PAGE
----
Magic realism as a concept applied to literature was introduced by Cuban writer Alejo Carpentier as "lo real maravilloso
" is his prologue to his novel El Reino de Este Mundo
, 1949 (The Kingdom of this World). In 1956 he wrote a novella El Acoso
, The Chase in which all the bloody actions occur precisely during a 46 minute long performance of Beethoven's Third Symphony (Eroica
In 1997 I travelled to Mexico City to interview and photograph Spanish-born writer Paco Ignacio Taibo II. His house was a block away from Tamaulipas Avenue where I had lived in the mid 50s. Taibo's house was mere yards from a roof on Veracruz Avenue where Edward Weston had photographed a nude Tina Modotti in the 1920s. In his study, early in the morning, Taibo sat me on the opposite side of his desk and then pressed his remote. Beethoven's Third Symphony began. "Let's start," he said. About 50 minutes later when the symphony ended, Taibo got up and said, "That's it." We met in the afternoon in the two block long Calle Dolores which is the city's minute China Town. It was there that I took my photo of Taibo II (above).
I did not get it until 1998 when my interest in Latin American Literature (perhaps precipitated by all those Taibo II novels that I had read) led me to discover the works of Alejo Carpentier. In the short story Viaje a la Semilla
(Journey Back to the Source) everything happens backwards (the candles get longer during a wake). In Los Pasos Perdidos
(The Lost Steps) the narrator loses his hope in mankind while listening to Beethoven's Ninth Symphony. But the bells did not ring in my head until I associated it all with Carpentier's novella "El Acoso".
It was only then that I appreciated Taibo's trick at my expense!
TaiboII & Mario Vargas Llosa
Monday, May 01, 2006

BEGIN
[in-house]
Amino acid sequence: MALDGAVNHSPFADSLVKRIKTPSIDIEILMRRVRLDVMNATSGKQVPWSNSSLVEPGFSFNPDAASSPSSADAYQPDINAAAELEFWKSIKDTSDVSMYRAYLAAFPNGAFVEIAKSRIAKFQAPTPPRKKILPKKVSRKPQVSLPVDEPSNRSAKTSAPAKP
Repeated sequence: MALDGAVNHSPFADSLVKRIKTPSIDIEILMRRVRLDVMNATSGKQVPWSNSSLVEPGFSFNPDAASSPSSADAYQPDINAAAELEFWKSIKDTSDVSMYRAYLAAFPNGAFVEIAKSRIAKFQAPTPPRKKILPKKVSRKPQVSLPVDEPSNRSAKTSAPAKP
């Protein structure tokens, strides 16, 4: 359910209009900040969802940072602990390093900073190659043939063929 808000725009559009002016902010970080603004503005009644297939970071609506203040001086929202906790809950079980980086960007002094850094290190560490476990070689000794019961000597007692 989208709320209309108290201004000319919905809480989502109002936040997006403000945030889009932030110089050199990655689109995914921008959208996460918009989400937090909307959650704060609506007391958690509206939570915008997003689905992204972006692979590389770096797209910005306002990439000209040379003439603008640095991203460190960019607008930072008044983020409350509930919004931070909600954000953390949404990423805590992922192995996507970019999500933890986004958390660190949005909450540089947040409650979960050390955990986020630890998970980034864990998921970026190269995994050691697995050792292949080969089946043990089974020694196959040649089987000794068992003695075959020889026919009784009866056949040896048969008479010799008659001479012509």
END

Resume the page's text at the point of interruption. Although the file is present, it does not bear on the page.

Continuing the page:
Hilary, my daughter, and Rebecca's mother called last night to tell me that she didn't think that Rebecca should keep at home the roses I bought for her at the VanDusen Plan Sale yesterday. "We would not know how to take care of them." But I insisted that Rosa
'Mrs. Oakley Fisher' (left), 'Tuscany Superb', 'Ballerina' and the miniature 'Green Ice' would probably take care of themselves just fine with a miniumum of help. Rebecca should learn not only the responsibility of having a pet (she has an orange cat called Raúl) but she should deal with botanical extinction as most adults gardeners do. Plants die, but more often than not, they thrive in spite of human care. Rebecca has successfully grown the English Rose, Rosa
'Mary Magdalene' for two years so these will not challenge her. The miniature rose 'Green Ice'so called because as the white flowers age, they turn a lime green, seems to be her favourite of the moment. It could be because it was already in bloom. Rebecca immediately re-named it Genevieve. At the the plant sale, rosarian Christine Allen told me, "We kept this very odd rose for you since you like odd things. It is hardly listed anywhere and it has a very strange mottling. It's called Rosa
'Soleil Brillant'. She was right. It is not listed in any books and I was only able to find it on the net when I typed in Gallica rose, 'Soleil Brilliant'. Rebecca will be the first to know exactly how odd that mottling is going to be.
Roses & Apricot Jam
Sunday, April 30, 2006
The naming of a rose can be the key to its success. I don't particularly like the ones that are named after contemporary and famous women. I would rather have the ones that are the namesakes of now obscure women. Who would Mme Pierre Oger
be? I don't know, and I have a fondness for this sport of the more famous Bourbon rose, Reine Victoria. The only famous woman rose I own is Rosa
'Jaqueline du Pré'
. It is as popular in my garden as 'Dainty Bess'
Some rose names don't inspire. In the beginning I never cared much for a modern shrub rose, Rosa '
Westerland', which is a German rose hybridized by Kordes. I couldn't have it in my garden as it is orange in colour and my wife Rosemary does not like orange in the garden. But consider that this rose is extremely fragrant and its scent resembles (for me) that of apricot jam. So I bought it and planted it on our lane garden (not technically the garden). Rosemary has been won over and she, too, would not part with our Rosa